Students need to know more than basic coding skills.
In his “2017 Design in Tech Report,” John Maeda writes that “code is not the only unicorn skill.” According to Maeda, who is the head of computational design and inclusion at Automattic and former VP of design at VC firm Kleiner Perkins, words can be just as powerful as the graphics in which designers normally traffic. “A lot of times designers don’t know that words are important,” he said while presenting the report at SXSW this weekend. “I know a few designers like that–do you know these designers out there? You do know them, right?”
I’ve spent many years referencing Wikipedia’s list of cognitive biases whenever I have a hunch that a certain type of thinking is an official bias but I can’t recall the name or details. It’s been an invaluable reference for helping me identify the hidden flaws in my own thinking. Nothing else I’ve come across seems to be both as comprehensive and as succinct.
However, honestly, the Wikipedia page is a bit of a tangled mess. Despite trying to absorb the information of this page many times over the years, very little of it seems to stick. I often scan it and feel like I’m not able to find the bias I’m looking for, and then quickly forget what I’ve learned. I think this has to do with how the page has organically evolved over the years. Today, it groups 175 biases into vague categories (decision-making biases, social biases, memory errors, etc) that don’t really feel mutually exclusive to me, and then lists them alphabetically within categories. There are duplicates a-plenty, and many similar biases with different names, scattered willy-nilly.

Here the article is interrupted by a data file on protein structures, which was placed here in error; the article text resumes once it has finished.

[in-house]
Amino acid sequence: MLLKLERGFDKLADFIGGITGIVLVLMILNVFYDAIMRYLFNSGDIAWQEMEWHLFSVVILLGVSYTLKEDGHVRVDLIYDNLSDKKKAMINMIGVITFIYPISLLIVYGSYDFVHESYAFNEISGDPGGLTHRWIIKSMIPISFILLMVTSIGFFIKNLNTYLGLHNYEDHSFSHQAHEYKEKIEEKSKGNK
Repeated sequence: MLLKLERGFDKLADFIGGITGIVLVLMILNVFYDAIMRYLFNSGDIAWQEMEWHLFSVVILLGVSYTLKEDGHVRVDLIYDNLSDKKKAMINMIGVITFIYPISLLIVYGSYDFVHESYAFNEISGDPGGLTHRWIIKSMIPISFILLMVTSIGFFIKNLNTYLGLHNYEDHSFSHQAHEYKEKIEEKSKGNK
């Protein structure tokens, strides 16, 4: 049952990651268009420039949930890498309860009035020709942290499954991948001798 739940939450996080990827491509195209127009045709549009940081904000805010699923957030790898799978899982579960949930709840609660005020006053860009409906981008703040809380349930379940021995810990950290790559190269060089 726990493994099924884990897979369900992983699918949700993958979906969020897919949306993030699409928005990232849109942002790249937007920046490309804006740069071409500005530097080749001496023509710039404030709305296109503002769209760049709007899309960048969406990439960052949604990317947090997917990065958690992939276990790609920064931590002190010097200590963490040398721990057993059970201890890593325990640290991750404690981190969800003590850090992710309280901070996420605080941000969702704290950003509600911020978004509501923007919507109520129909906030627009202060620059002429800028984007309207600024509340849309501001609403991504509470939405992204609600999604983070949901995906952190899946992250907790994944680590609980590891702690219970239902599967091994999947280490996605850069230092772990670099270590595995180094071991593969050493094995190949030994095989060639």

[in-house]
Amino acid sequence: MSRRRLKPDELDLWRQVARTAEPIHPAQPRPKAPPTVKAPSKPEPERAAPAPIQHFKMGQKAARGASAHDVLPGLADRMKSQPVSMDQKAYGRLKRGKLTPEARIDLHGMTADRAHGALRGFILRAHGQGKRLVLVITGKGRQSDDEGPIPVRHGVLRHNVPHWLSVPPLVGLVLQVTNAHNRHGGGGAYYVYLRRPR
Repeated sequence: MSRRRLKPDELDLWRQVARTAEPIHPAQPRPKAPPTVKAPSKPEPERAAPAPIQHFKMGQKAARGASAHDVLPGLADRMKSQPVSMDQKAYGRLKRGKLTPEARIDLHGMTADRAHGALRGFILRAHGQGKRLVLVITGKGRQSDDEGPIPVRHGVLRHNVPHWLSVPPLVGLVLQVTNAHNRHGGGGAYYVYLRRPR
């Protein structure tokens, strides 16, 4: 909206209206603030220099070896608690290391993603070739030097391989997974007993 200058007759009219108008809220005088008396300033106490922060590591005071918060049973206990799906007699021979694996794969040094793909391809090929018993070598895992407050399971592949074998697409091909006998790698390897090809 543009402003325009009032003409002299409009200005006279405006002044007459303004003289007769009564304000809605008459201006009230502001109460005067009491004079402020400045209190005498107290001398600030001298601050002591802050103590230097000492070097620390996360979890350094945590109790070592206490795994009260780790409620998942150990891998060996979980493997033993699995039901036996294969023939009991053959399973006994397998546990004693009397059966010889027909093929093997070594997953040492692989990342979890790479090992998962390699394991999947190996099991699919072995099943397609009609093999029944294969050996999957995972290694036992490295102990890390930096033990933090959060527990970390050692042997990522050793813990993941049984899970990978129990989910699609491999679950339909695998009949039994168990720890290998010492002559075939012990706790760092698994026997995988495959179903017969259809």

I’ve taken some time over the last four weeks (I’m on paternity leave) to try to more deeply absorb and understand this list, and to try to come up with a simpler, clearer organizing structure to hang these biases off of. Reading deeply about various biases has given my brain something to chew on while I bounce little Louie to sleep.
Source: Cognitive bias cheat sheet
Summarises the changes and discontinuities that are shaping student experience expectations.
Overviews the changes contained in the Government White Paper, “Success as a Knowledge Economy“.
Outlines ten significant problems of the National Student Survey.
Defines six key principles for defining and managing student experience.
If social media marketing is all about creating powerful, cost-effective method for connecting your brand or company with your customers, why are so many social media analytics platforms and tools so expensive? The price tags for some professional-level social media dashboard systems alone can add hundreds of dollars a month to even the most humble marketing campaigns. What gives?
The reality is that most individuals, small businesses and mid-size brands don’t need the high-powered, enterprise-level tools the big guys use. In fact, many of the best tools and platforms are available for free.
Take a look at the 15 best free social media dashboards and tools that can be used for free, and you just might become top banana in social media marketing.